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On the adaptive behavior of head-fixed flies navigating in two-dimensional, visual virtual reality

By Hannah Haberkern, Melanie A. Basnak, Biafra Ahanonu, David Schauder, Jeremy D. Cohen, Mark Bolstad, Christopher Bruns, Vivek Jayaraman

Posted 04 Nov 2018
bioRxiv DOI: 10.1101/462028 (published DOI: 10.1016/j.cub.2019.04.033)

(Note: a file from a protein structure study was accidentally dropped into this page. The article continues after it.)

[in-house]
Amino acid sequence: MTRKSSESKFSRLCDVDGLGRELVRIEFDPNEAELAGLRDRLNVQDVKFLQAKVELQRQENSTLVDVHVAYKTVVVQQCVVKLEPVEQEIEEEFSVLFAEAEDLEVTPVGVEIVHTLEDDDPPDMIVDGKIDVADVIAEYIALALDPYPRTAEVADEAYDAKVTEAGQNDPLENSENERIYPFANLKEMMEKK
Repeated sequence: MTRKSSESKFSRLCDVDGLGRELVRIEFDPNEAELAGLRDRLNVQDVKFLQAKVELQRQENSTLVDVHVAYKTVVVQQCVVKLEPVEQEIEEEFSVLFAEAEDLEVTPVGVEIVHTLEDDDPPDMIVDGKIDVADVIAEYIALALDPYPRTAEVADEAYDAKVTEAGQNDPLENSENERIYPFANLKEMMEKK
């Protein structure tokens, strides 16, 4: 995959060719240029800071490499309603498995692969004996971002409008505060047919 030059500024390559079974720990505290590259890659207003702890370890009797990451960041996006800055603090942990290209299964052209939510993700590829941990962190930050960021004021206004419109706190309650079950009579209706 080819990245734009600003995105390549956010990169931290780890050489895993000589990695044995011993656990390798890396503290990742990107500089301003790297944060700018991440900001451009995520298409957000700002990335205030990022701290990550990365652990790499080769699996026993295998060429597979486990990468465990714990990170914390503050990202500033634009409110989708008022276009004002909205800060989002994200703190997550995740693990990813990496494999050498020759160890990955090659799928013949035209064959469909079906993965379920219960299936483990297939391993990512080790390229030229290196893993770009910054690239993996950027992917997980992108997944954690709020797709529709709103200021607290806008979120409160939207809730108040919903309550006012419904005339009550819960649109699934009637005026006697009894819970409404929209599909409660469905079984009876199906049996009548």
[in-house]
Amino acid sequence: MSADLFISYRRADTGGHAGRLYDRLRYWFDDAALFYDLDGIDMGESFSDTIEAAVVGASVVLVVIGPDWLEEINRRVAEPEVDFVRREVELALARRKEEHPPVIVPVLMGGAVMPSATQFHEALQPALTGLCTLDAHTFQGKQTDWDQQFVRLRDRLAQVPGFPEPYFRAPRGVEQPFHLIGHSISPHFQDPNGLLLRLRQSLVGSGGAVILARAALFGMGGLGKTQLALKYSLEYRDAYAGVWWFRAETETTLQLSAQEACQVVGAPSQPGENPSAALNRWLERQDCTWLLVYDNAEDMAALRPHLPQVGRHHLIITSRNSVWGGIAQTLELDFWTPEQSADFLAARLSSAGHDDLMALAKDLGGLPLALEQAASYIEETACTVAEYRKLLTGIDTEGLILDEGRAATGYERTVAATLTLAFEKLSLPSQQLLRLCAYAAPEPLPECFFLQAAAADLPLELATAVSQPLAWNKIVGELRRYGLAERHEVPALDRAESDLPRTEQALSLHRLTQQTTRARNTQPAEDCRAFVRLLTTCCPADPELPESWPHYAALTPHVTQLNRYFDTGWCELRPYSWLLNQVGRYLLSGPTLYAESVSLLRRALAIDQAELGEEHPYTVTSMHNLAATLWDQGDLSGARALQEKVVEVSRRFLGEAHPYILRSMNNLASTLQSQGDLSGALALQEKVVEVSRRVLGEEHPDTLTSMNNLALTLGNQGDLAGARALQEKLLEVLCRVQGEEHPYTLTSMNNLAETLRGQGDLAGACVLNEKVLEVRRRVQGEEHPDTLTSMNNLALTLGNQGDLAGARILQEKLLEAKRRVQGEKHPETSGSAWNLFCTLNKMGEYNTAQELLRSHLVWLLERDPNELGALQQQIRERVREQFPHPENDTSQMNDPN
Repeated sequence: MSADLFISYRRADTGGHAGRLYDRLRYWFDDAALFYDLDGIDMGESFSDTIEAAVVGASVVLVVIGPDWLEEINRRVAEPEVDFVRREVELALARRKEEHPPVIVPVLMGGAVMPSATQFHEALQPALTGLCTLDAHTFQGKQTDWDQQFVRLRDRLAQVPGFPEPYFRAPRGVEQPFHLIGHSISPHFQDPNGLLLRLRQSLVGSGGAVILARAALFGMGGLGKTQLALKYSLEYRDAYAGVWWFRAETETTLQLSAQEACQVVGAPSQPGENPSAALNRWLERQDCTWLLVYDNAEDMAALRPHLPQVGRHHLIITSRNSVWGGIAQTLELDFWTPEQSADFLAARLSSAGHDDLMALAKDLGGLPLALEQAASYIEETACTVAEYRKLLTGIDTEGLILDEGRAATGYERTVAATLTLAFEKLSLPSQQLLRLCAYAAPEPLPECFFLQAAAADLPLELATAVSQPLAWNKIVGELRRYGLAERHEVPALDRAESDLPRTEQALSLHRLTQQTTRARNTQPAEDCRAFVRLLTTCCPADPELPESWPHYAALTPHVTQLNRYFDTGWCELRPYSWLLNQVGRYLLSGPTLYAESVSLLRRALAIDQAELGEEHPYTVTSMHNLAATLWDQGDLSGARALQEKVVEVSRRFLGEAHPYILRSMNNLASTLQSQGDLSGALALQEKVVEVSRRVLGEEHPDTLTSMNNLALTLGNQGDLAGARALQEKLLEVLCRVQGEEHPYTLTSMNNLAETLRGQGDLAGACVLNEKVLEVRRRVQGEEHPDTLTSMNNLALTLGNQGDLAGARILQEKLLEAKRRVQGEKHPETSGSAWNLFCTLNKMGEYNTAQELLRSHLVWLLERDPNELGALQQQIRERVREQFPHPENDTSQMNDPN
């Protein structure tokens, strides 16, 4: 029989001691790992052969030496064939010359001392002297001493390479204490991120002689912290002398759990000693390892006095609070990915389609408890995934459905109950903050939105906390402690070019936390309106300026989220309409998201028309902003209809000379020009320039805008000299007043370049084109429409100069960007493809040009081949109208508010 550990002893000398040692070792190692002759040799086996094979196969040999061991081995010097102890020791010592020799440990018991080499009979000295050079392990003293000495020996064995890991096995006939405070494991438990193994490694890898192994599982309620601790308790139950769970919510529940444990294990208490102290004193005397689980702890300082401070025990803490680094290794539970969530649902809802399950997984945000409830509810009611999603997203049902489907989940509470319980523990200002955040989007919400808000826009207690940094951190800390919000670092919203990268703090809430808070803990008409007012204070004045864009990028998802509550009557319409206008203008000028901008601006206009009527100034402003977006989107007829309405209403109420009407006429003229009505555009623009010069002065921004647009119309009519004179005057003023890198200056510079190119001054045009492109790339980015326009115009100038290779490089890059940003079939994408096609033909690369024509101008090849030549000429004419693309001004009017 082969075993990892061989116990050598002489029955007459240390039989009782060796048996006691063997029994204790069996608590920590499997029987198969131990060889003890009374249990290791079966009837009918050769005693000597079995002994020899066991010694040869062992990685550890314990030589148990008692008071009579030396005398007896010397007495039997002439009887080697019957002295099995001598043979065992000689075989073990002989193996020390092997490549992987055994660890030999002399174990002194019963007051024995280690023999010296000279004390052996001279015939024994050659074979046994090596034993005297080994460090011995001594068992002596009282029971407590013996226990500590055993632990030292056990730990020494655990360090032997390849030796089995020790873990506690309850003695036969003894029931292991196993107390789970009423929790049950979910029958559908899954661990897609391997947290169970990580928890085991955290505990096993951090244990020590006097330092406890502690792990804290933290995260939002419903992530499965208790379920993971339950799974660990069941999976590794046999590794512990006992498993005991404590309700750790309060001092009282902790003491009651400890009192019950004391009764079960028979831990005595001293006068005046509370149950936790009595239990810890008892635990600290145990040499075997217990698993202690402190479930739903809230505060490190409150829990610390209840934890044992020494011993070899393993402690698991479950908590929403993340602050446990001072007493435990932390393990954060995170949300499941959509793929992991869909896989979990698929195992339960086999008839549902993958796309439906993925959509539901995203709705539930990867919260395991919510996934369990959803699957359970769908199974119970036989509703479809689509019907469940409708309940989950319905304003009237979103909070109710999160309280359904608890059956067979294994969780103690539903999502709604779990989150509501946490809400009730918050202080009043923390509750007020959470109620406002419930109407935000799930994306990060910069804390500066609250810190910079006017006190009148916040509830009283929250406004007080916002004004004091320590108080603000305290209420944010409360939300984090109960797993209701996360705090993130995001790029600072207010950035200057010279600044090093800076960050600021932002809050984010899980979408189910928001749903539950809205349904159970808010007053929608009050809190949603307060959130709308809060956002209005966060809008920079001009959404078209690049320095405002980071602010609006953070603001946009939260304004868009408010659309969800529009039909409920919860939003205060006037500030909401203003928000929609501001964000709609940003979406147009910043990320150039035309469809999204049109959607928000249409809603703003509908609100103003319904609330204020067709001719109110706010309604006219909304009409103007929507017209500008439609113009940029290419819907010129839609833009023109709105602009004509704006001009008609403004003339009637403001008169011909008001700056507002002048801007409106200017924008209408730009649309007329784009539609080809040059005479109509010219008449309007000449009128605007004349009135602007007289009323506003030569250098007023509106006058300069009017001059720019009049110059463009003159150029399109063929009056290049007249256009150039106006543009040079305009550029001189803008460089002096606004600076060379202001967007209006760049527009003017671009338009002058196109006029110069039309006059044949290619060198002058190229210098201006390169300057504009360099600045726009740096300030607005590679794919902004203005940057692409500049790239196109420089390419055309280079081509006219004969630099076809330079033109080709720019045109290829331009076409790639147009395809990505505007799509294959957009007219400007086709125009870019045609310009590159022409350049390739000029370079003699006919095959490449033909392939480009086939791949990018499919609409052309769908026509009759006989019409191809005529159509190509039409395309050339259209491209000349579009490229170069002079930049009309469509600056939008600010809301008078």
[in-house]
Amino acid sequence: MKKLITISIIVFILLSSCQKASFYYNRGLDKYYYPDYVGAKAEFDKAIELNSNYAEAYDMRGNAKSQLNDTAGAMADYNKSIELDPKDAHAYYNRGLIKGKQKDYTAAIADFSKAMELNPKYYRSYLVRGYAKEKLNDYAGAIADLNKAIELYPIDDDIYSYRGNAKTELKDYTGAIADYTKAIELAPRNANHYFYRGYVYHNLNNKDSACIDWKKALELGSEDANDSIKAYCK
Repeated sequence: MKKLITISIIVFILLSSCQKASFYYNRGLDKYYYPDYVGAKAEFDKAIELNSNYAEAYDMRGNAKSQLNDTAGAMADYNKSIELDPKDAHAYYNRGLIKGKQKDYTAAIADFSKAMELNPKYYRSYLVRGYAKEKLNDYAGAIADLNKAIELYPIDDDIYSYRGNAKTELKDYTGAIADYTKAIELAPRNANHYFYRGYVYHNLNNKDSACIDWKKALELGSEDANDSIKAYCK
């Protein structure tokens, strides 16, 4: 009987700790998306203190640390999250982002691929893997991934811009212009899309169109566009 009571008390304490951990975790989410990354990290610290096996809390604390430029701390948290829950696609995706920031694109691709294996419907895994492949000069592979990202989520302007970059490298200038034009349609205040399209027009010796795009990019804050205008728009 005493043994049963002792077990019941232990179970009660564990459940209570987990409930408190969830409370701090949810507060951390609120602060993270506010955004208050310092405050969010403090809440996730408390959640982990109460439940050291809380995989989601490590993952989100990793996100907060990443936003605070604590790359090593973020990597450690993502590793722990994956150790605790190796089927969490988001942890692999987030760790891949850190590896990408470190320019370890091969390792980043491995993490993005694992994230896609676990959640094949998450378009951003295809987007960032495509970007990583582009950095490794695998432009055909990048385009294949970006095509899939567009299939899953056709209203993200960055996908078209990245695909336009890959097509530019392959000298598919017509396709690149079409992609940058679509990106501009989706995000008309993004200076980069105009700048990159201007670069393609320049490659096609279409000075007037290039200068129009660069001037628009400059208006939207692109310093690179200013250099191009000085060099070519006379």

A navigating animal's sensory experience is shaped not just by its surroundings, but by its movements within them, which in turn are influenced by its past experiences. Studying the intertwined roles of sensation, experience and directed action in navigation has been made easier by the development of virtual reality (VR) environments for head-fixed animals, which allow for quantitative measurements of behavior in well-controlled sensory conditions. VR has long featured in studies of Drosophila melanogaster, but these experiments have typically relied on one-dimensional (1D) VR, effectively allowing the fly to change only its heading in a visual scene, and not its position. Here we explore how flies navigate in a two-dimensional (2D) visual VR environment that more closely resembles their experience during free behavior. We show that flies' interaction with landmarks in 2D environments cannot be automatically derived from their behavior in simpler 1D environments. Using a novel paradigm, we then demonstrate that flies in 2D VR adapt their behavior in a visual environment in response to optogenetically delivered appetitive and aversive stimuli. Much like free-walking flies after encounters with food, head-fixed flies respond to optogenetic activation of sugar-sensing neurons by initiating a local search behavior. Finally, by pairing optogenetic activation of heat-sensing cells to the flies' presence near visual landmarks of specific shapes, we elicit selective learned avoidance of landmarks associated with aversive "virtual heat". These head-fixed paradigms set the stage for an interrogation of fly brain circuitry underlying flexible navigation in complex visual environments.

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